Saturday, 4 June 2011

Death Notice: Ikigami (イキガミ) Review

Death Notice: Ikigami  イキガミ (2008)
Based on a popular manga, Death Notice: Ikigami is another Japanese title that deals with a ‘controversial’ concept, yet frames it in a emotional ‘drama’. I’m currently reading the manga, and its clear that selecting certain story-lines and characters would be difficult to structure in a 133 minute long film. Yet director Tomoyuki Takimoto successful creates a film that balances the multiple plots perfectly and with enough substance, that it allows the audience to gain an emotional attachment to these ‘doomed’ characters. Set in the near future, the film’s plot focuses on a piece of new legislation that the Japanese Government has past. In an attempt to boost national prosperity and create a more discipline society, one in every thousand child is randomly injected with a ‘lethal time-bomb’, which will end their life at the age of 25. Therefore, a Death Notice has to be handed to the sacrificial victim, notifying them that they have 24 hours left to live, and are free to do whatever they want. 
It’s a interesting plot, that certainly follows the ‘controversial’ style of Japanese cinema. This isn’t a Battle Royale-esque film, there’s no over-the-top gore of heavily explicit content. Instead Death Notice is a well constructed film by Takimoto, that focuses on the drama surrounding the ‘victims’ of the ‘Prosperity law’. The film is split between the stories of the 3 ‘victims’ and that of Kengo Fujimoto (Shota Matsuda), one of the deliverers of the Ikigami. We see the various changes, and emotions the characters express towards their imminent death. From a Yakuza member who has the chance to permanently help his ‘disabled’ sister, to a son of one of the MPs supporting the legislation, we explore a range of characters that react very differently to their Ikigami. Some will shock, others will sadden. Alongside these individuals is Kengo who is reluctant to continue his ‘evil’ job. Yet strict surveillance and his personality which separates him from fellow co-worker ‘automatons’, cause a character torn between what he really believes and the forceful nature of his duty.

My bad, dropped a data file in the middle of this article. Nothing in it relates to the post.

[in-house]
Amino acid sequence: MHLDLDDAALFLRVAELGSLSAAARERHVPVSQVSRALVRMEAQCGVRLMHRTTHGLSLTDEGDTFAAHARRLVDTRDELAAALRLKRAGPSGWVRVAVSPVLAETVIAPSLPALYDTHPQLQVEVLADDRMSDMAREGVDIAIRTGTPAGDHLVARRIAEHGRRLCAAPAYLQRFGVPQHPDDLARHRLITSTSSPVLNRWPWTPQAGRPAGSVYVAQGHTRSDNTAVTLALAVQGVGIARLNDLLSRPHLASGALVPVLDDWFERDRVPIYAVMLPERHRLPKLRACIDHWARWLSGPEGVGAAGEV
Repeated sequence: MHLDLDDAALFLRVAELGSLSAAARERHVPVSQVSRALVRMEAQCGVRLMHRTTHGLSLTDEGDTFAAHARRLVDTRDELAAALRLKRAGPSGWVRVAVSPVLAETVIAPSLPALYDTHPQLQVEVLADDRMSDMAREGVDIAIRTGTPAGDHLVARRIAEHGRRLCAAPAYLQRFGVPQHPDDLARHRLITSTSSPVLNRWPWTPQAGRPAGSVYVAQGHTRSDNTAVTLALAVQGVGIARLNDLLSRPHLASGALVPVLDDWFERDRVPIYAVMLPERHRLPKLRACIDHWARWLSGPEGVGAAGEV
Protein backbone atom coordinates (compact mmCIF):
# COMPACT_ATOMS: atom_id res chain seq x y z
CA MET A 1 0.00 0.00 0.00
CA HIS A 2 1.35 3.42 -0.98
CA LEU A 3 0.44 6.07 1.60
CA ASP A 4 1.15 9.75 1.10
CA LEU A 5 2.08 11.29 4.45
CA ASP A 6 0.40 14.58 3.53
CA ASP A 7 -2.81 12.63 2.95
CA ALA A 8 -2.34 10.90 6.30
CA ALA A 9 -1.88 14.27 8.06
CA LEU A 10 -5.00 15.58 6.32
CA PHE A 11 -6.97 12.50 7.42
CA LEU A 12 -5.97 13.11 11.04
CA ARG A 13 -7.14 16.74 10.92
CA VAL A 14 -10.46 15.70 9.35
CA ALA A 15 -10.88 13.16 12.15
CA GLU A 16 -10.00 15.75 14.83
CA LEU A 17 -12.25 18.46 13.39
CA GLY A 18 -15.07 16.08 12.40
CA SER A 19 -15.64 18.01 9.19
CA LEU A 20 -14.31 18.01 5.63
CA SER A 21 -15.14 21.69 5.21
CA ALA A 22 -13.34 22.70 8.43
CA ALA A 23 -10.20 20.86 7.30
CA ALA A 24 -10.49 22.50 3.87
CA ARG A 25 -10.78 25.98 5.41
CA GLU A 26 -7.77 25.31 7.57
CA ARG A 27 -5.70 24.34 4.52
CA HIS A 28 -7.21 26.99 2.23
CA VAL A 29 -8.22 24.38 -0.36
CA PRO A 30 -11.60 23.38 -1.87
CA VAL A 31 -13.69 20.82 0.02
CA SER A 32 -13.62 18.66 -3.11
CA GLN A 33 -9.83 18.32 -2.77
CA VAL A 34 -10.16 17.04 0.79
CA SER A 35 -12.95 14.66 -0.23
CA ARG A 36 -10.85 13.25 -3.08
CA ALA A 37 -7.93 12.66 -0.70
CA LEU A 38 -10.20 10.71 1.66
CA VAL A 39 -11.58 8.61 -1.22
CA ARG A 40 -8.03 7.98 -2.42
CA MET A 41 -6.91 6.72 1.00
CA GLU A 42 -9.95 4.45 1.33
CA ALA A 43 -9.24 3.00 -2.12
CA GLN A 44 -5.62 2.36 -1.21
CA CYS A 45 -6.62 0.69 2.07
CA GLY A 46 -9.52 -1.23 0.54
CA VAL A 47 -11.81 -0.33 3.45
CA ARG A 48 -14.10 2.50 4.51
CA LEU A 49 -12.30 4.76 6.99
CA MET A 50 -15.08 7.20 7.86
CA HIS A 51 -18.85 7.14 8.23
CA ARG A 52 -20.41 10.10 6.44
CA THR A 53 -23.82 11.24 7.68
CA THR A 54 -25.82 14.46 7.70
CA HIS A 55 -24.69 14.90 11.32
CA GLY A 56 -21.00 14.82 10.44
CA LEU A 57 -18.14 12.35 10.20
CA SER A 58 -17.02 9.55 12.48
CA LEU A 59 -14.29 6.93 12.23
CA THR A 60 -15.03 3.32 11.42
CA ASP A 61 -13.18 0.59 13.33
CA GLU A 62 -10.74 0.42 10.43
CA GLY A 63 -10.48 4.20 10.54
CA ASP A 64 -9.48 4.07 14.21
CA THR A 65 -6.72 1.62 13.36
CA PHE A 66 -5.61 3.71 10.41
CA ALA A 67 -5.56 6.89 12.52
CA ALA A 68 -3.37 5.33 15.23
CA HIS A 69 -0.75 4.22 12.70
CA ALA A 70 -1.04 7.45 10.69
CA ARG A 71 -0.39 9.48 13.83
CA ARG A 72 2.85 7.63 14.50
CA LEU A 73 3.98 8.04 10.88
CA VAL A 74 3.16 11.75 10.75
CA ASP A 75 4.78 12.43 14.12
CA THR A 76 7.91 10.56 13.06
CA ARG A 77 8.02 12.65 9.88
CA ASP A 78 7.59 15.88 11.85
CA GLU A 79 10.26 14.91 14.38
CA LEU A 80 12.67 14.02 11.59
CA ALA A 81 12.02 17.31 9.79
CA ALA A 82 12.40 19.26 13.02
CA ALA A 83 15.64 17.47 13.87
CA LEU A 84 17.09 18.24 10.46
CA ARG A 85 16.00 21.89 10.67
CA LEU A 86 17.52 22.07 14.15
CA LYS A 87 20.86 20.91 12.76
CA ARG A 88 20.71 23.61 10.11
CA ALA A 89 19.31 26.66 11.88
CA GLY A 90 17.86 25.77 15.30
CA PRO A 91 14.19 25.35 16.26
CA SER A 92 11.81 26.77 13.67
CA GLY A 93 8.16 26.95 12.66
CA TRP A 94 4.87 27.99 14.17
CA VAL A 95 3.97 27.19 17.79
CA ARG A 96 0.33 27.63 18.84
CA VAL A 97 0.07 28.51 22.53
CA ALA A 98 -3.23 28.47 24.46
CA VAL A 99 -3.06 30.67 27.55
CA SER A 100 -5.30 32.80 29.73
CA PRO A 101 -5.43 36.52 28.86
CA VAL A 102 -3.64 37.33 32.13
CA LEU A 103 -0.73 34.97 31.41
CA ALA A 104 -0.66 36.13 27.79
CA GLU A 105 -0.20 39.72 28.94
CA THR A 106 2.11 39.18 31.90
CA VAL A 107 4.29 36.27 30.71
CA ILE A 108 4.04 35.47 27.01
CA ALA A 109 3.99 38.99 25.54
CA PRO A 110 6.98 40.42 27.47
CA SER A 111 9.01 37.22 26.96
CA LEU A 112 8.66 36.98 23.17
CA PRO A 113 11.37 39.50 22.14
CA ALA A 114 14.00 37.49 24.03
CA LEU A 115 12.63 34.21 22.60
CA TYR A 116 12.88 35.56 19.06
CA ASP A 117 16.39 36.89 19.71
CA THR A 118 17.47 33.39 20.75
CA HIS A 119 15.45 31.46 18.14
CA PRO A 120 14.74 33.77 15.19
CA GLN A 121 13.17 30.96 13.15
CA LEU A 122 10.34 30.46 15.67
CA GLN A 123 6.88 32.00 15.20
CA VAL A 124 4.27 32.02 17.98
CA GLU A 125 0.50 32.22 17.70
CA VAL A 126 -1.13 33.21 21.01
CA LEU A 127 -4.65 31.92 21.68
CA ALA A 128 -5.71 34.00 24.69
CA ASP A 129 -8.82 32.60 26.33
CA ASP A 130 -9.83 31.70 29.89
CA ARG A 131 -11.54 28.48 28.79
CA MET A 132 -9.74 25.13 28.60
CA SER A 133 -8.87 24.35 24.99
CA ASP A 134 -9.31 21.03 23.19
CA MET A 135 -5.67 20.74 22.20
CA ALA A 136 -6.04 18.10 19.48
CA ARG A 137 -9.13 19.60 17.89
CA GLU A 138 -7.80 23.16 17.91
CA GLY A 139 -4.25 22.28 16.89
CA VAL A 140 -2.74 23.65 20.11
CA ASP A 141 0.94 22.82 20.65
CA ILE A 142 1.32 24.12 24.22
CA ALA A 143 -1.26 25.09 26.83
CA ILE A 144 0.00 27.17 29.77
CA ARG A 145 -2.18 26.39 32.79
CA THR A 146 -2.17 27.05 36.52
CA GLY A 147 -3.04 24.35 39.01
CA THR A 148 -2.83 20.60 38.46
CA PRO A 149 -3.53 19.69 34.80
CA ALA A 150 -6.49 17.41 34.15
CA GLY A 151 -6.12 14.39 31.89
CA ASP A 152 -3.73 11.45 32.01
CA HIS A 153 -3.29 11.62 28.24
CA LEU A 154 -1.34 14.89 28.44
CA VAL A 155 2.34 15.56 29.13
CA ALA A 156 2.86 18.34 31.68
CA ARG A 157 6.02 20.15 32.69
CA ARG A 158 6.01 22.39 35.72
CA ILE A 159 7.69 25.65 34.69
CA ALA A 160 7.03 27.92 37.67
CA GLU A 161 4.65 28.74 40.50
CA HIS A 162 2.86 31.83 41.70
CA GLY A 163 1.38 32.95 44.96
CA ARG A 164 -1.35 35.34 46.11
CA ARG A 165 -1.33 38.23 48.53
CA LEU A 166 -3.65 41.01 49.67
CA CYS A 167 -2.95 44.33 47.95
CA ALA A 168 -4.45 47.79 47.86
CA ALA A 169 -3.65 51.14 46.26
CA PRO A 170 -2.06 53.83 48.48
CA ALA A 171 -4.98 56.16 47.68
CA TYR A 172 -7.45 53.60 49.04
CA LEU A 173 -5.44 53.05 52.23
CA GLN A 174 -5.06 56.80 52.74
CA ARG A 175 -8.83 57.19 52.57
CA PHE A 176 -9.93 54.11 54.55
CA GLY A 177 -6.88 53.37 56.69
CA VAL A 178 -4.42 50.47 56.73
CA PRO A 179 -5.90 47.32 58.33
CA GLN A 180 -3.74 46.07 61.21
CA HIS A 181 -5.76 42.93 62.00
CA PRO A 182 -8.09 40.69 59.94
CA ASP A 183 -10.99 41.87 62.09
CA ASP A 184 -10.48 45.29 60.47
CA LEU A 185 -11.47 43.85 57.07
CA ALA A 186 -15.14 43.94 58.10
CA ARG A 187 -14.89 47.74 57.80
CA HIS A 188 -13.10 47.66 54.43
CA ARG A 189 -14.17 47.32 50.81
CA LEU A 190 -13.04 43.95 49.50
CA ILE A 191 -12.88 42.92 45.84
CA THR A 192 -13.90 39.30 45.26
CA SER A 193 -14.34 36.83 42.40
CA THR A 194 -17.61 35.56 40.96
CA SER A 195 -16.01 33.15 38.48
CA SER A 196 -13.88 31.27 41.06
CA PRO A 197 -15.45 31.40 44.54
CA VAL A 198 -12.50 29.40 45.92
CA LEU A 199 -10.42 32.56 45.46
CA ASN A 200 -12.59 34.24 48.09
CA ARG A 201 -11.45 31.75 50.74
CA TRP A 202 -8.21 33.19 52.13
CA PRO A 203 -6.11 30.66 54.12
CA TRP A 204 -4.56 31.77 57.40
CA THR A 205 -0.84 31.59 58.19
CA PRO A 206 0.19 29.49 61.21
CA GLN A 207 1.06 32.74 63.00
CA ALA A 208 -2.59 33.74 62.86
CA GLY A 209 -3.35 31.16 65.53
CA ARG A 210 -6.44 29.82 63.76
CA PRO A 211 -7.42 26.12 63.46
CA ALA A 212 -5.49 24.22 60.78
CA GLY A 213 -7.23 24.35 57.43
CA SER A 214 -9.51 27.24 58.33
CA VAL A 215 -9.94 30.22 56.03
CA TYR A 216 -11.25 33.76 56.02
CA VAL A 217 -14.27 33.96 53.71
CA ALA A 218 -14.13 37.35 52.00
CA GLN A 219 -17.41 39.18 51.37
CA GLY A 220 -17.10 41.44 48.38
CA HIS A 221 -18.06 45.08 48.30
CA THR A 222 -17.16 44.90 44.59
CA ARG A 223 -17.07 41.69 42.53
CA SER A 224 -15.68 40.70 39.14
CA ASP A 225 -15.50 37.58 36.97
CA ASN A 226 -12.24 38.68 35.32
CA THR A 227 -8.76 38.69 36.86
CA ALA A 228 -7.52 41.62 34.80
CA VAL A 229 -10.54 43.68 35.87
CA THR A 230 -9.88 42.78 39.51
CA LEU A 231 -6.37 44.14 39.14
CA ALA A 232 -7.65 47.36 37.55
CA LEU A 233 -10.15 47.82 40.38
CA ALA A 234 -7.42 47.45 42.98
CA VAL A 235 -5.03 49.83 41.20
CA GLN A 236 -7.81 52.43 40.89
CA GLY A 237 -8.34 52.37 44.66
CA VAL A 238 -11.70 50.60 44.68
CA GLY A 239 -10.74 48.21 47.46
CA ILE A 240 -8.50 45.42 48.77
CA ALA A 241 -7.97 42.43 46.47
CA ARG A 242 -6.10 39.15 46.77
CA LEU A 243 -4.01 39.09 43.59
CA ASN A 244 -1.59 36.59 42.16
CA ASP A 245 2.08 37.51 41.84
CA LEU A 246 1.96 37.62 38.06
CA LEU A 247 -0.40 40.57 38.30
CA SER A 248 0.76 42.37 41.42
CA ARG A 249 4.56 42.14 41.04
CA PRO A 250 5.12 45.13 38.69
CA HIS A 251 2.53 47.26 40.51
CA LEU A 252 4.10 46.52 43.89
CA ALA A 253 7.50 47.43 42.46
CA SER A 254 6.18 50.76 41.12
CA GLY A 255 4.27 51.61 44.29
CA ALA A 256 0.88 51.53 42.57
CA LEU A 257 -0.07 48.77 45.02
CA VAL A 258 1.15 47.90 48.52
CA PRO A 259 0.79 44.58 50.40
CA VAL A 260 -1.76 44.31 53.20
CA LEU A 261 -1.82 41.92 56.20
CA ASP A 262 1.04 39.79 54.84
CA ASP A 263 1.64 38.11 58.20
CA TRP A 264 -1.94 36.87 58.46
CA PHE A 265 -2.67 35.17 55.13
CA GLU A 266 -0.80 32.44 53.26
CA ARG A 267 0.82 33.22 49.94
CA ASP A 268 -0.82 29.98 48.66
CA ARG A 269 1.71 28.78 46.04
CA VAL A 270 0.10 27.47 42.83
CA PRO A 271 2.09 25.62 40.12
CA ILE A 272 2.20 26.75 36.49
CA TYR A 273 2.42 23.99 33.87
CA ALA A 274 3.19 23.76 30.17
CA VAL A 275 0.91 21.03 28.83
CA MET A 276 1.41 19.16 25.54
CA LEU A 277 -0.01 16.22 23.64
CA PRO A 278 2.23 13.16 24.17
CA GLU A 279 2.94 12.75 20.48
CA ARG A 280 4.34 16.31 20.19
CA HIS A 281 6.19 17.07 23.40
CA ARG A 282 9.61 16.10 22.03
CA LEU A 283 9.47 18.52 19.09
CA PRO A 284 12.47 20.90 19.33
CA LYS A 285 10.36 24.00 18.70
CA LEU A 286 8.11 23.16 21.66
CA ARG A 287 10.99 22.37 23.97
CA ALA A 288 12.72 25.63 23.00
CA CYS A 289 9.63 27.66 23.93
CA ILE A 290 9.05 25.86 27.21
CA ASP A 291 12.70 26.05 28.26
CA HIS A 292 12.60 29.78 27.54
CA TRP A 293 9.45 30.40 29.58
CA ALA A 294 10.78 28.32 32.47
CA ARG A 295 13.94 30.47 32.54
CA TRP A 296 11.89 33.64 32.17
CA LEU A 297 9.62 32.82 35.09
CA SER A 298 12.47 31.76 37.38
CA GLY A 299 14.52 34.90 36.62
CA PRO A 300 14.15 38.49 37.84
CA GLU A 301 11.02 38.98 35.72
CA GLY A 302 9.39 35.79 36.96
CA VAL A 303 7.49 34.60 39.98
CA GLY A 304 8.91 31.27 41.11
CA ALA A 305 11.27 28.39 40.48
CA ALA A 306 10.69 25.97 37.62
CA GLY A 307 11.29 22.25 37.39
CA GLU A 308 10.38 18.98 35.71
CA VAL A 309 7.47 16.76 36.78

Acting-wise, the film is filled with recognisable faces from Japanese cinema. Takayuki Yamada, recently involved in Takashi Miike’s 13 Assassins, plays Satoshi Iizuka who is one of the victims of the policy, and Departures’ Takashi Sasano, plays Director Ishii in charge of the ‘deliverers’. Its a great cast that performs perfectly to convey the realistic drama. Nothing is over-the-top or cutesy as with many ‘live-action’ adaptations, instead Death Notice: Ikigami is serious yet emotional. From the stern looks and remarks of Akira Emoto, who plays the Counsellor, to Riko Narumi playing the charming and likeable, ‘disabled’ sister of the Yakuza member, the film constructs the ‘feel’ and ‘tones’ of the manga quite well. 
Overall, Death Notice: Ikigami has an interesting concept, that while similar to William F. Nolan’s and George C. Johnson’s Logan’s Run, remains ‘unique’ and refreshing. The social commentaries on unemployment, bullying and social withdrawal are used well and not in a forceful, obvious manner. Tomoyuki Takimoto also does a great job, moving away from the stereotypically ‘over-the-top’, ‘comicy’ tones of popular Japanese cinema, to portray a more serious and realistic feature. Yes, the story is that of a manga, but Takimoto frames it in a touching ‘human drama’ that has the ability to induce ‘teary-eyed’ reactions, and doesn’t require knowledge of the source material. It’s a great directed, acted and written film that when the concept is to show the characters question the subject of life, it certainly evokes the audience to do so too.

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